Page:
The chick limb: embryology, genetics and teratology
Open Access | Review | Published: 12 February 2018
Megan G. Davey1, Matthew Towers2, Neil Vargesson3 and Cheryll Tickle*,4
1Division of Developmental Biology, The Roslin Institute, University of Edinburgh, Edinburgh, UK, 2Department of Biomedical Science and the Bateson Centre, University of Sheffield, Sheffield, UK, 3School of Medicine, Medical Sciences and Nutrition, Institute of Medical Sciences, University of Aberdeen, Aberdeen, UK and 4Department of Biology and Biochemistry, University of Bath, Bath, UK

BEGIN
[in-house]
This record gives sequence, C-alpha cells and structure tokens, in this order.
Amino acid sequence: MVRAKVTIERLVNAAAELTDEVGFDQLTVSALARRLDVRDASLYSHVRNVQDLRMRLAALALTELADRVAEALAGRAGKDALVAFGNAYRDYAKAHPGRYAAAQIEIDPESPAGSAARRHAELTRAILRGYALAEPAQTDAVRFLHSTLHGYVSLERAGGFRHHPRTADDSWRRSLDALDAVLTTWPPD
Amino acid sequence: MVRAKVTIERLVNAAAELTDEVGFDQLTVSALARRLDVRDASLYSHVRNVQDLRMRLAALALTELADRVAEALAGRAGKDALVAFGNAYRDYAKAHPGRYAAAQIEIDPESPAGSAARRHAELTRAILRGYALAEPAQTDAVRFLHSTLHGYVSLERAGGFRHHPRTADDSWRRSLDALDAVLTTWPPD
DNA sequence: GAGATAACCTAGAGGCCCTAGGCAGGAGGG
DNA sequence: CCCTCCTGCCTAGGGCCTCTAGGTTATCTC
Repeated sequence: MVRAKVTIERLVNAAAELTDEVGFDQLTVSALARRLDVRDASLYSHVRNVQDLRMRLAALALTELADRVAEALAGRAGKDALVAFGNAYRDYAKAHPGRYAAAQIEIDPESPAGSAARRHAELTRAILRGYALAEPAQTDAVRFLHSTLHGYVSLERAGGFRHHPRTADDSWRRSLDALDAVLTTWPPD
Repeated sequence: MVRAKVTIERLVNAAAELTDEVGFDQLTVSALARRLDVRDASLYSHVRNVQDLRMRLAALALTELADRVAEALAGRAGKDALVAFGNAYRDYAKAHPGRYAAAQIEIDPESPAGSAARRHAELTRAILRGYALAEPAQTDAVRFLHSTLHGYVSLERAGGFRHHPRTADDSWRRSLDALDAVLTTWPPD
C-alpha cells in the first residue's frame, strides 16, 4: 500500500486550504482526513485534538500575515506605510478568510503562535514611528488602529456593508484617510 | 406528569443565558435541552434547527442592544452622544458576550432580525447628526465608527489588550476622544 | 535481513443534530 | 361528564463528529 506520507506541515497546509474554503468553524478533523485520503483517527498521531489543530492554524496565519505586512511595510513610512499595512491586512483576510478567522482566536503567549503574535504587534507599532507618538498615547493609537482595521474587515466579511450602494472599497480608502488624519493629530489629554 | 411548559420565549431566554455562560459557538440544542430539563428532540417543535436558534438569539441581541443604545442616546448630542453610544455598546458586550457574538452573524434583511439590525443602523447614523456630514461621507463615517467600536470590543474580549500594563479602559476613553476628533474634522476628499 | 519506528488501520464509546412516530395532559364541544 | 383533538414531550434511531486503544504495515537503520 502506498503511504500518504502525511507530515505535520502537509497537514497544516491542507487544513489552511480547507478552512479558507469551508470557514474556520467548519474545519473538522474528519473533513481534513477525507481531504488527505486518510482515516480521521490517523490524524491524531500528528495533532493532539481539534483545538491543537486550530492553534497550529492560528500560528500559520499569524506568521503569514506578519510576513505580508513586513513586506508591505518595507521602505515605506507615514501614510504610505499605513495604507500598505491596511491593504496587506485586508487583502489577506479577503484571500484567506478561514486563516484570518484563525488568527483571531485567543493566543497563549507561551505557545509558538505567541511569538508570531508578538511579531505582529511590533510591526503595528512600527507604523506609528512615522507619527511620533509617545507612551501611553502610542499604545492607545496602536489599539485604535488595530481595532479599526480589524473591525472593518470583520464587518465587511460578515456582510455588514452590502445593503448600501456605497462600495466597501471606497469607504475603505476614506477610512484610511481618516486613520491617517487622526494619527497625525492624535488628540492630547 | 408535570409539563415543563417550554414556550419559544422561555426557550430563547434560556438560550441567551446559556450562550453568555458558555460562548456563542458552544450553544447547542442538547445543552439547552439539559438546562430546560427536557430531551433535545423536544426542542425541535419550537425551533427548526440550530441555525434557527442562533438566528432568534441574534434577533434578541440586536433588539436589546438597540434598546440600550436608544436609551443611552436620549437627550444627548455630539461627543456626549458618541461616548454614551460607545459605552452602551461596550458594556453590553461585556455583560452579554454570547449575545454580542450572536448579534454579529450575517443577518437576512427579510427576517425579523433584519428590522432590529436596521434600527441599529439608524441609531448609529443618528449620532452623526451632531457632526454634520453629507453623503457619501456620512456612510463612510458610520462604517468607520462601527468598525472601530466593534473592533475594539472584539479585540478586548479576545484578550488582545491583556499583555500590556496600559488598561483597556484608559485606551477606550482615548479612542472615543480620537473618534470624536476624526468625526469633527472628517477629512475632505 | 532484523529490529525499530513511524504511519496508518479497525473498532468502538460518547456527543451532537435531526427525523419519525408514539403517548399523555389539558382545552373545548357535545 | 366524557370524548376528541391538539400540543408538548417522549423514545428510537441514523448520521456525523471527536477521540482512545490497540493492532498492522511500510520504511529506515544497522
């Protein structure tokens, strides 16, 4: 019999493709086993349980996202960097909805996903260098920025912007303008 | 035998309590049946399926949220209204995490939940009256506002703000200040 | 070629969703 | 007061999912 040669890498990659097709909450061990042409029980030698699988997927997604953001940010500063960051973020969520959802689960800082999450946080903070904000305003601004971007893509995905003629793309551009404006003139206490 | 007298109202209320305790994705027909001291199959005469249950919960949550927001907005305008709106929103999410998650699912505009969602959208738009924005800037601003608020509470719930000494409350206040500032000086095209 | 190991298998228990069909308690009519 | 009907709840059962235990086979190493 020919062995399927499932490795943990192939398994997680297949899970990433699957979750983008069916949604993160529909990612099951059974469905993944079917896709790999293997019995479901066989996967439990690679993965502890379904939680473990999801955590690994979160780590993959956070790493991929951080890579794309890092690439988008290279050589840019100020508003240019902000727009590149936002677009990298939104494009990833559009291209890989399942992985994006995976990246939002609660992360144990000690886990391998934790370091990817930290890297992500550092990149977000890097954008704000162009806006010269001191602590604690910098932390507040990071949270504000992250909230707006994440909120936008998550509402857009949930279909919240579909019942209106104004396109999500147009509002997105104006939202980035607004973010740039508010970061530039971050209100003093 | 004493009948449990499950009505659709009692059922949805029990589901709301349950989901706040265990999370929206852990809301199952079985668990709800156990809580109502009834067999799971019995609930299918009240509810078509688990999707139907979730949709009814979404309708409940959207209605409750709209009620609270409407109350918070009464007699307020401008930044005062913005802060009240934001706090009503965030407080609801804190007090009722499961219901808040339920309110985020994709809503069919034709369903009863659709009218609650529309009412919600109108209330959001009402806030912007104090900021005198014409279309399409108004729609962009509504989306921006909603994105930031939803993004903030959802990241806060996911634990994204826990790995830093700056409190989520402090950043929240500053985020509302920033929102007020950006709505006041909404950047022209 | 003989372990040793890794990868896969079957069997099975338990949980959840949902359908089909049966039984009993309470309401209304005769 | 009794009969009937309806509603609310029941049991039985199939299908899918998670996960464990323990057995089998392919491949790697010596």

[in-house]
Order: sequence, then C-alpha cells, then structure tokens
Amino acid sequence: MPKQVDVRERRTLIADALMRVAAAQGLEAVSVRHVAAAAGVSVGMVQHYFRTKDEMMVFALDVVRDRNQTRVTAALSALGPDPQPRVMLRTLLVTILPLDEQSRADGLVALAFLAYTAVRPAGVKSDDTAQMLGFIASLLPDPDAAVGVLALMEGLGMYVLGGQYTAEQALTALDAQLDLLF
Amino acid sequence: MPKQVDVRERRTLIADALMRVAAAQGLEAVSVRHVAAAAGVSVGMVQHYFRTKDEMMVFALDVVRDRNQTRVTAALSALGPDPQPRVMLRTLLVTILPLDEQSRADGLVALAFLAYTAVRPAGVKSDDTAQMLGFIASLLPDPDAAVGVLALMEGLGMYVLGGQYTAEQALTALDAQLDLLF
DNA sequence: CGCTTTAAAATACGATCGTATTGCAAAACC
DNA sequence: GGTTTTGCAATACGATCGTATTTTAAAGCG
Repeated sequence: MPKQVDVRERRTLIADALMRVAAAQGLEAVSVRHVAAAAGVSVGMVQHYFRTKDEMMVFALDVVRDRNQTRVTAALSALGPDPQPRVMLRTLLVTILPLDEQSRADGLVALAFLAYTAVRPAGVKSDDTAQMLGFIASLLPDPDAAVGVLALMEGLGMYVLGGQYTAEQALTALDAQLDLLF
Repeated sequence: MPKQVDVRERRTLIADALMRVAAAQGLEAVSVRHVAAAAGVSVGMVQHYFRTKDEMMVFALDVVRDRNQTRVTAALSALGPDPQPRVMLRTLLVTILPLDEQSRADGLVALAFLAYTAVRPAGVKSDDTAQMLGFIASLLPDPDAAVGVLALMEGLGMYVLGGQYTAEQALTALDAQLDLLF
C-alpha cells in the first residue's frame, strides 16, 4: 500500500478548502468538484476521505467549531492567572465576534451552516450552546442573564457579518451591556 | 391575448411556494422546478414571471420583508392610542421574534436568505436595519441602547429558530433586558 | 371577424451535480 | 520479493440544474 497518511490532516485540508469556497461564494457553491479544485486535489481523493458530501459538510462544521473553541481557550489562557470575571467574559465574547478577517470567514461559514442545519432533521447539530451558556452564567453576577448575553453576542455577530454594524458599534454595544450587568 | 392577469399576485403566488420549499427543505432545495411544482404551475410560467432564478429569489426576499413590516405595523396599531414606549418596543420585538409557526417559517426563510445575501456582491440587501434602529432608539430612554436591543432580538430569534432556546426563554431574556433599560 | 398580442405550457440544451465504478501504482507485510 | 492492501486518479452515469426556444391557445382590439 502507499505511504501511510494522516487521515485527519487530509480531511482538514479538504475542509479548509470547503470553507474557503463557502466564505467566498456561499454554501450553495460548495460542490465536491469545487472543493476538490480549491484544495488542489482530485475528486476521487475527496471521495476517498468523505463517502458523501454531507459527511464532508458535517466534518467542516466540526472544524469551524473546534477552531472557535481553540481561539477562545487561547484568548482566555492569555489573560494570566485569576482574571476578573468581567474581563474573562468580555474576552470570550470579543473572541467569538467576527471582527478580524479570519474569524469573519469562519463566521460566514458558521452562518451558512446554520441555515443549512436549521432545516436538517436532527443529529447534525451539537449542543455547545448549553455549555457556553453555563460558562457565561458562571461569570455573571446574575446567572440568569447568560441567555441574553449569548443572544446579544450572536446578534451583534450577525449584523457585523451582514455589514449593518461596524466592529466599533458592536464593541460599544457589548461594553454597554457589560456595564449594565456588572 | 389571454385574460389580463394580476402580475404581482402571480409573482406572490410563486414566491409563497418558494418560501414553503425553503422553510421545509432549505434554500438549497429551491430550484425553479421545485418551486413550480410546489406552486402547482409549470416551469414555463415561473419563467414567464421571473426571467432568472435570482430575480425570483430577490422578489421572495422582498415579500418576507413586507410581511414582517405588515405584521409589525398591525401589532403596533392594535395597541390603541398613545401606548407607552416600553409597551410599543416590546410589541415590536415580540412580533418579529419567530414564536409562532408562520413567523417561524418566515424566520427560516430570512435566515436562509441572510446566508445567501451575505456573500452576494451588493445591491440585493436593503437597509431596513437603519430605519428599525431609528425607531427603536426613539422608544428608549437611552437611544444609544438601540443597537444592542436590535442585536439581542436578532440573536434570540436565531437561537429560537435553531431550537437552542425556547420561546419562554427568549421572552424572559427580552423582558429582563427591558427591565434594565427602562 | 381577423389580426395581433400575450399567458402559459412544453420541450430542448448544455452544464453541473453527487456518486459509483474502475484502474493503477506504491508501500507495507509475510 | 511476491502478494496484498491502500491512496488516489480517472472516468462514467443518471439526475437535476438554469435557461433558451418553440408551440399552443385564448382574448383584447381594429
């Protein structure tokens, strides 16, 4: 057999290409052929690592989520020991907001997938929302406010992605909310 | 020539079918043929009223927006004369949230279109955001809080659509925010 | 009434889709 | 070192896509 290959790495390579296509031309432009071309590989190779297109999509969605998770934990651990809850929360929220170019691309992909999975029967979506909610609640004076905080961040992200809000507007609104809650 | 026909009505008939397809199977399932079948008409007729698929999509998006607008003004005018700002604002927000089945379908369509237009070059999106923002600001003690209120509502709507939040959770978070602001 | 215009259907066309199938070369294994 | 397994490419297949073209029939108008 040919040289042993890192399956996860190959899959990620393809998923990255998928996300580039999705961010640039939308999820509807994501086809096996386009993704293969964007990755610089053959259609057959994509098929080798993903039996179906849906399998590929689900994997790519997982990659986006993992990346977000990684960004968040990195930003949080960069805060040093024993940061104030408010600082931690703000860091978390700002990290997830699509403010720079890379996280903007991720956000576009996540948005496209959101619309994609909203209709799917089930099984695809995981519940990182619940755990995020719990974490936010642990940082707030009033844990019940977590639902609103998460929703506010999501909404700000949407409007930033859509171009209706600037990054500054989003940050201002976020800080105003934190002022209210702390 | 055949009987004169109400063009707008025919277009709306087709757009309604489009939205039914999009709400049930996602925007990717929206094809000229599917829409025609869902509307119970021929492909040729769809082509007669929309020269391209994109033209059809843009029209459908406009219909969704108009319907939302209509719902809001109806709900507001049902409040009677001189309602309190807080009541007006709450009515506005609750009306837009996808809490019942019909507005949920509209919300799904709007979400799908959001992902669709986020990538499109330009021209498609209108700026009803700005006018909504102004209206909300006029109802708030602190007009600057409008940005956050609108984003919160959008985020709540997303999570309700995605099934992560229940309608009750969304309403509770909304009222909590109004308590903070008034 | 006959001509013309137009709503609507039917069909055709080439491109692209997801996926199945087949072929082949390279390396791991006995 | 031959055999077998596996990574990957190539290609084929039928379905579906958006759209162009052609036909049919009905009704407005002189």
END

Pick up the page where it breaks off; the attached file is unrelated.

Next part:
The chick embryo has a long history in investigations of vertebrate limb development because of the ease with which its limbs can be experimentally manipulated. Early studies elucidated the fundamental embryology of the limb and identified the key signalling regions that govern its development. The chick limb became a leading model for exploring the concept of positional information and understanding how patterns of differentiated cells and tissues develop in vertebrate embryos. When developmentally important molecules began to be identified, experiments in chick limbs were crucial for bridging embryology and molecular biology. The embryological mechanisms and molecular basis of limb development are largely conserved in mammals, including humans, and uncovering these molecular networks provides links to clinical genetics. We emphasise the important contributions of naturally occurring chick mutants to elucidating limb embryology and identifying novel developmentally important genes. In addition, we consider how the chick limb has been used to study mechanisms involved in teratogenesis with a focus on thalidomide. These studies on chick embryos have given insights into how limb defects can be caused by both genetic changes and chemical insults and therefore are of great medical significance.